I'm anxiously awaiting any comments or explanations.

Best,

Jason

I'm modeling some data with glimmix. So far, so good. I love that it will do a step-down adjustment for multiplicity (one less thing to code). However, I just discovered some adjusted p-values that seem very strange to me. I was hoping someone could either explain it to me, or reassure me that there may be an error in the routine. I'm getting wildly adjusted p-values in my Holm test. One had a multiplier of "162692779209.42".

The data: 2 groups of pigs. One group receives an ACL transection. The other receives a transection PLUS a repair technique. Some time later they receive an MRI on the operated and contralateral limbs. Cartilage thickness is measured at 6 spots on one bone (femur: 3 spots each for medial and lateral) and 2 spots for another bone (tibia 1 spot each for medial and lateral). So, the design isn't quite complete, since there is only 1 spot per bone in the tibia. There were 2 positions for which values could not be assessed in different bones of different animals. The Pearson and Student residuals looked spot-on thanks to the covariance structure (R-side different residual variances for operated and contralateral with covariance, block diagonal for each location of measurement). There was slight evidence of some dependence between the variance and mean when looking at the raw residuals.

The hypotheses tested for each location measured: 1) thickening in ACLT group (operated-contralateral), 2) thickening in the ACLR group (operated-contralateral), and 3) the difference in these differences.

Classification variables:

Bone: "1. Fibia" or "2. Tibia"

Dim1: "1. Medial" or "2 Lateral"

Dim2: "1. Anterior" or "2. Middle" or "3. Posterior"

Group: "1. ACLT" or "2. ACLR"

Limb: "1. Operated" or "2. Contralateral"

Here's the code:

title "Hypothesis Testing";

proc glimmix data=long_fmt plots=(ResidualPanel StudentPanel PearsonPanel);

class Subject Bone Dim1 Dim2 Group Limb;

model Thickness = Bone | Dim1 |Dim2 | Group | Limb/ddfm=kr dist=g;

lsmeans Bone*Dim1*Dim2*Group*Limb/cl plots=meanplot;

lsmestimate Bone*Dim1*Dim2*Group*Limb

"ACLT Surg-Cont Ant Med Femur" [1 1 1 1 1 1] [-1 1 1 1 1 2],

"ACLR Surg-Cont Ant Med Femur" [1 1 1 1 2 1] [-1 1 1 1 2 2],

"ACLR-T Surg-Cont Ant Med Femur" [1 1 1 1 2 1] [-1 1 1 1 2 2] [-1 1 1 1 1 1] [1 1 1 1 1 2],

"ACLT Surg-Cont Mid Med Femur" [1 1 1 2 1 1] [-1 1 1 2 1 2],

"ACLR Surg-Cont Mid Med Femur" [1 1 1 2 2 1] [-1 1 1 2 2 2],

"ACLR-T Surg-Cont Mid Med Femur" [1 1 1 2 2 1] [-1 1 1 2 2 2] [-1 1 1 2 1 1] [1 1 1 2 1 2],

"ACLT Surg-Cont Post Med Femur" [1 1 1 3 1 1] [-1 1 1 3 1 2],

"ACLR Surg-Cont Post Med Femur" [1 1 1 3 2 1] [-1 1 1 3 2 2],

"ACLR-T Surg-Cont Post Med Femur" [1 1 1 3 2 1] [-1 1 1 3 2 2] [-1 1 1 3 1 1] [1 1 1 3 1 2],

"ACLT Surg-Cont Ant Lat Femur" [1 1 2 1 1 1] [-1 1 2 1 1 2],

"ACLR Surg-Cont Ant Lat Femur" [1 1 2 1 2 1] [-1 1 2 1 2 2],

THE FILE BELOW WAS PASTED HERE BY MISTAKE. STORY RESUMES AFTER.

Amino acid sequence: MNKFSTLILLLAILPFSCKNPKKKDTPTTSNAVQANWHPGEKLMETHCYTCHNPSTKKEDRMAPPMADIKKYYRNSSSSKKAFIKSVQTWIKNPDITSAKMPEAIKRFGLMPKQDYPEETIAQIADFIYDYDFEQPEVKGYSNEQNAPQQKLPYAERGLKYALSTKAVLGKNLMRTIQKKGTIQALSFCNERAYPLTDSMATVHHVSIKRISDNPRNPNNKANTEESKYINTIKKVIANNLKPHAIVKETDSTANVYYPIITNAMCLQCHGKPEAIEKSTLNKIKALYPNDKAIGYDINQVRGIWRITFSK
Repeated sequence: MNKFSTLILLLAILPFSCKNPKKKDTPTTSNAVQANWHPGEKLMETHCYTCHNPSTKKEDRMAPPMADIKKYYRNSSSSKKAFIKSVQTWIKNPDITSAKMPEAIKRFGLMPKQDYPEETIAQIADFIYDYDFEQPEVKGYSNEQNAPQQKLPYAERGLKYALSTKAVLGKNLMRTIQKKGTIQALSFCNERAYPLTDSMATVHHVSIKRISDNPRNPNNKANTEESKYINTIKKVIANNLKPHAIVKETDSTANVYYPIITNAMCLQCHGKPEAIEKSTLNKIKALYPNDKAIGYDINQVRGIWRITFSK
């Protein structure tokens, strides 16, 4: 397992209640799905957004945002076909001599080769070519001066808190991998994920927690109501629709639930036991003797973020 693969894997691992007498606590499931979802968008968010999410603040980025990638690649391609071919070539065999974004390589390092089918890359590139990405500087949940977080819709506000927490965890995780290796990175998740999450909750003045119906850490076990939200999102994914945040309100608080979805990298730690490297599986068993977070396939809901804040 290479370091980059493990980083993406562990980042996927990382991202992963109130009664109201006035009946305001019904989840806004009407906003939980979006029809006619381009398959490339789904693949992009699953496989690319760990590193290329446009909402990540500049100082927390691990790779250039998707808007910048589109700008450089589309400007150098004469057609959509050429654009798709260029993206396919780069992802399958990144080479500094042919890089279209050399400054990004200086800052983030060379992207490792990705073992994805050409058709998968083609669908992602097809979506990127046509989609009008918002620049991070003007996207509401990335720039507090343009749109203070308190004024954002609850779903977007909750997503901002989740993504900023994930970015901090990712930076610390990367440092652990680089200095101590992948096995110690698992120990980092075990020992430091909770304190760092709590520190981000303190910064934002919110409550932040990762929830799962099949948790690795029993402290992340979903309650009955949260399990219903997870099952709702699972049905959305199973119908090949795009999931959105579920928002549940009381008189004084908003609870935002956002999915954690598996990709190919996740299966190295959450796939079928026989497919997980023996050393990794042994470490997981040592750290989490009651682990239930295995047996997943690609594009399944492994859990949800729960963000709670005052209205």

"ACLR-T Surg-Cont Ant Lat Femur" [1 1 2 1 2 1] [-1 1 2 1 2 2] [-1 1 2 1 1 1] [1 1 2 1 1 2],

"ACLT Surg-Cont Mid Lat Femur" [1 1 2 2 1 1] [-1 1 2 2 1 2],

"ACLR Surg-Cont Mid Lat Femur" [1 1 2 2 2 1] [-1 1 2 2 2 2],

"ACLR-T Surg-Cont Mid Lat Femur" [1 1 2 2 2 1] [-1 1 2 2 2 2] [-1 1 2 2 1 1] [1 1 2 2 1 2],

"ACLT Surg-Cont Post Lat Femur" [1 1 2 3 1 1] [-1 1 2 3 1 2],

"ACLR Surg-Cont Post Lat Femur" [1 1 2 3 2 1] [-1 1 2 3 2 2],

"ACLR-T Surg-Cont Post Lat Femur" [1 1 2 3 2 1] [-1 1 2 3 2 2] [-1 1 2 3 1 1] [1 1 2 3 1 2],

"ACLT Surg-Cont Mid Med Tibia" [1 2 1 2 1 1] [-1 2 1 2 1 2],

"ACLR Surg-Cont Mid Med Tibia" [1 2 1 2 2 1] [-1 2 1 2 2 2],

"ACLR-T Surg-Cont Mid Med Tibia" [1 2 1 2 2 1] [-1 2 1 2 2 2] [-1 2 1 2 1 1] [1 2 1 2 1 2],

"ACLT Surg-Cont Mid Lat Tibia" [1 2 2 2 1 1] [-1 2 2 2 1 2],

"ACLR Surg-Cont Mid Lat Tibia" [1 2 2 2 2 1] [-1 2 2 2 2 2],

"ACLR-T Surg-Cont Mid Lat Tibia" [1 2 2 2 2 1] [-1 2 2 2 2 2] [-1 2 2 2 1 1] [1 2 2 2 1 2]

/cl adjdfe=row stepdown;

random Limb/subject=Subject group=Bone*Dim1*Dim2 type=chol residual;

ODS OUTPUT LSMEstimates=LSMEstimates;

run;

There were 24 estimates. I wrote a macro ages ago to do the Holm test so I double checked these and also imported the raw p-values into MULTTEST. My macro and MULTTEST both gave the results I'd expect (i.e. smallest p multiplied by 24, next by 23...etc.), whereas GLIMMIX gave me wildly conservative adjustments which appeared to be related to the raw p-values...the lower, the greater the adjustment.

I suspect, if anything, it has to do with the following statement in the sas documentation: "The ADJDFE=ROW setting is useful if you want multiplicity adjustments to take into account that denominator degrees of freedom are not constant across estimates. This can be the case, for example, when DDFM=SATTERTHWAITE or DDFM=KENWARDROGER is specified in the MODEL statement". However, as I stated the adjustments appeared to be more related to the p-values than the df, which didn't vary much.

I simply don't know HOW it does so, and so I'm curious. The sample size was quite small (5 per group) and yeilded degrees of freedom of 7-8 for the estimates. I can't conceive of a case where a multiplicity adjustment of "162692779209.42" would be appriopriate, though.

The other possibility is that, because I used the shorthand for saying I wanted all effects in the model...and some of them are not assessable...I've consfused SAS somehow.

I'm anxiously awaiting any comments or explanations.

Best,

Jason